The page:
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EACEA National Policies Platform


7. Health and Well-Being

7.2 Administration and governance

Last update: 22 January 2021

LAST MODIFIED ON: 11/09/2020 - 12:59

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  1. Governance
  2. Cross-sectoral cooperation


Main governmental and public actors involved in policy-making

The Department of Health and Social Care (DHSC), a ministerial department leads, shapes and funds health and care. Children's health is one of its policy areas.

The remit of Public Health England (PHE), an executive agency, sponsored by the Department of Health and Social Care, is to protect and improve the nation's health and wellbeing, and reduce health inequalities.  

NHS England, an executive non-departmental public body, leads the National Health Service (NHS). It sets the priorities and direction of the NHS and encourages and informs the national debate to improve health and care.  

The National Institute for Health and Care Excellence (NICE) is a non-departmental public body providing national guidance and advice to improve health and social care. One of its 'population groups' is children and young people.

The Care Quality Commission (CQC) is the independent regulator of health and social care.

At local level, local authorities have, since 1 April 2013, been responsible for improving the health of their local population and for public health services.  Also, Health and Wellbeing Boards, established under the Health and Social Care Act 2012, plan how to meet the needs of the local population through commissioning and integrating all health services and how to tackle local inequalities in health. The boards are  established by local authorities and bring together the NHS, public health, adult social care and children's services, including elected representatives and Local Healthwatch organisations (which champion the interests of service users).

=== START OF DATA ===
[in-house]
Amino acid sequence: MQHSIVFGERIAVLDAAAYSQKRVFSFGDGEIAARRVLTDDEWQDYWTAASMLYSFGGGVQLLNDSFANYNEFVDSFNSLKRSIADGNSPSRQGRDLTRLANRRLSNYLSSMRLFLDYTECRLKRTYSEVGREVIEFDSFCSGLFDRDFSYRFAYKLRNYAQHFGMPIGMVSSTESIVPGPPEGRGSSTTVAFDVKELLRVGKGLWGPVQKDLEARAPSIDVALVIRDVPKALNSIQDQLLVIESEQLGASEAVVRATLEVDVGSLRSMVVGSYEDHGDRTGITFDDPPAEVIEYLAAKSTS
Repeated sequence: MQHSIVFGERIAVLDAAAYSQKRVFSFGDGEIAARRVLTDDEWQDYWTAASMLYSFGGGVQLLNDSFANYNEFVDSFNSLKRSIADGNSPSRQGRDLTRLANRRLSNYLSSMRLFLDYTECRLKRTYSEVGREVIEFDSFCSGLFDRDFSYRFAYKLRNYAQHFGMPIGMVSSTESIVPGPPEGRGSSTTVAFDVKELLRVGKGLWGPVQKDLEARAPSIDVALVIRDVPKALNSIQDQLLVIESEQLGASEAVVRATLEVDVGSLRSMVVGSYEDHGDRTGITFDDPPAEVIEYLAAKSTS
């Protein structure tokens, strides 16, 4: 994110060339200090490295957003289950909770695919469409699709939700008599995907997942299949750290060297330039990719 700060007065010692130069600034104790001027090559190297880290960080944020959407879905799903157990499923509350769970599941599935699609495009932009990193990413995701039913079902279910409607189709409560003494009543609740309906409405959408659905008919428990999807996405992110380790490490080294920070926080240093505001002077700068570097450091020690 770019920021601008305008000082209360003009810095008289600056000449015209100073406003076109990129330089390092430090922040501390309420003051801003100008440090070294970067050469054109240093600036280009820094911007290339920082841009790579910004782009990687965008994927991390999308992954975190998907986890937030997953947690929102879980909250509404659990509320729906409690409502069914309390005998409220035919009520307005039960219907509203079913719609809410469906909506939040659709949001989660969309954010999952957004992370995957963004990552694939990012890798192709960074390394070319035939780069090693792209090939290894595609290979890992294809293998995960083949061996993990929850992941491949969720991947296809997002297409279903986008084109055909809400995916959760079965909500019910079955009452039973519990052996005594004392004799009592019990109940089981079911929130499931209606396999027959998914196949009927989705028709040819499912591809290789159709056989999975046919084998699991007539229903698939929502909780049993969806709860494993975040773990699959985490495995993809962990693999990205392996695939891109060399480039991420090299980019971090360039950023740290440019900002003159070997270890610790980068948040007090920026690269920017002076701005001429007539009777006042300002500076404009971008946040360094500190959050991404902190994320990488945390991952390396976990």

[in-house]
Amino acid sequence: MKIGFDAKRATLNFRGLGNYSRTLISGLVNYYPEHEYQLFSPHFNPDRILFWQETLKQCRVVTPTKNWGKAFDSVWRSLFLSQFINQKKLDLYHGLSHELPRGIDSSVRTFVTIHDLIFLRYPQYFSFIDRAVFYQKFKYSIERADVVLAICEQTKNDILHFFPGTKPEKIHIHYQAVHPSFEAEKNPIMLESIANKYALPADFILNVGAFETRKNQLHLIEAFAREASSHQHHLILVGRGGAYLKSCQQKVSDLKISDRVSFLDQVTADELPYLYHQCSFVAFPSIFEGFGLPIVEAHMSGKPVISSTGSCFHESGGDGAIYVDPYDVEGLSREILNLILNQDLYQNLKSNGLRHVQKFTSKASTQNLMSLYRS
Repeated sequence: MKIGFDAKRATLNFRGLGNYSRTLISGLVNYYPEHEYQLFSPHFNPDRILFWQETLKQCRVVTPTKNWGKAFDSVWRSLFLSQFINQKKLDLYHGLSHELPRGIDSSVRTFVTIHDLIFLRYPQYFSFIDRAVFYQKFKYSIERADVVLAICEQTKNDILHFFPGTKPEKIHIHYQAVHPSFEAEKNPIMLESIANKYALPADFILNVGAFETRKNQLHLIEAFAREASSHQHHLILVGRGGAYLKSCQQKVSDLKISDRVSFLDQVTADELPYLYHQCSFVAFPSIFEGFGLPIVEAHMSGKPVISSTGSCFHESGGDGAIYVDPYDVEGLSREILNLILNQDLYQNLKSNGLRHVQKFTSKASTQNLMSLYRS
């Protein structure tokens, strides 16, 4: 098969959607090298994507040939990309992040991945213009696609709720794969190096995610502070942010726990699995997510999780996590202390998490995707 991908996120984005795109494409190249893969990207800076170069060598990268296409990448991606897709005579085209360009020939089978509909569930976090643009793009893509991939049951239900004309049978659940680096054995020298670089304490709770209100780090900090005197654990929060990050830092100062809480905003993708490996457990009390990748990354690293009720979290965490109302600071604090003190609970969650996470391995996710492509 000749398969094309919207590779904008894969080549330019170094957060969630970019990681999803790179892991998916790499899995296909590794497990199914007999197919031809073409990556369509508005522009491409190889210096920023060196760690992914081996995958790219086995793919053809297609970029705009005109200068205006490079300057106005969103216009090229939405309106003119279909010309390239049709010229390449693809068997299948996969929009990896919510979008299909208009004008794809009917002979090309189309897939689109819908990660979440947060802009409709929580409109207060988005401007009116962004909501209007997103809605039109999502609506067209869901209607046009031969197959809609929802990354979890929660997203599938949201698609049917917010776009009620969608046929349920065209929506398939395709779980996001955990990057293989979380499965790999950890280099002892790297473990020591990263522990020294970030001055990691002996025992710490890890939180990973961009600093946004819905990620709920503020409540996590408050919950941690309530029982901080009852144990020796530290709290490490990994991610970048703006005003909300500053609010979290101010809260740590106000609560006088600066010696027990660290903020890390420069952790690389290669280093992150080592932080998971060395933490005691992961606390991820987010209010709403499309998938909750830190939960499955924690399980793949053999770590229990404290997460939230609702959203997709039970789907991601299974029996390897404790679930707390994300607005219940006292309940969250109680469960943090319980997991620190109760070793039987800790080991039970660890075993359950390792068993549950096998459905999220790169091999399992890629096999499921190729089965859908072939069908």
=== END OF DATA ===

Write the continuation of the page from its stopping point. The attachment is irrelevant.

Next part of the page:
Clinical Commissioning Groups (CCGs), also established under the Health and Social Care Act 2012 are clinically-led statutory NHS bodies responsible for the planning and commissioning of clinical health care services for their local area and must be represented on Health and Wellbeing Boards.

In developing health and wellbeing strategies for their local areas, Health and Wellbeing Boards must have regard to the Government's annual mandate to NHS England, which sets out the Government’s priorities and the budget for the NHS.  Objectives in the 2019/20 mandate were different to other years due to the COVID-19 global pandemic.  Secretary of State for Health and Social Care, Matt Hancock states

Given the exceptional circumstances, I am setting NHS England and NHS Improvement a very brief mandate for 2020-21 to provide important clarity for the system about the headline objectives that we need NHS support to achieve at this difficult time. My intention is to replace this with a further mandate that takes account of the NHS's capacity to achieve our wider goals in light of developments with Covid-19, once the virus has been effectively managed.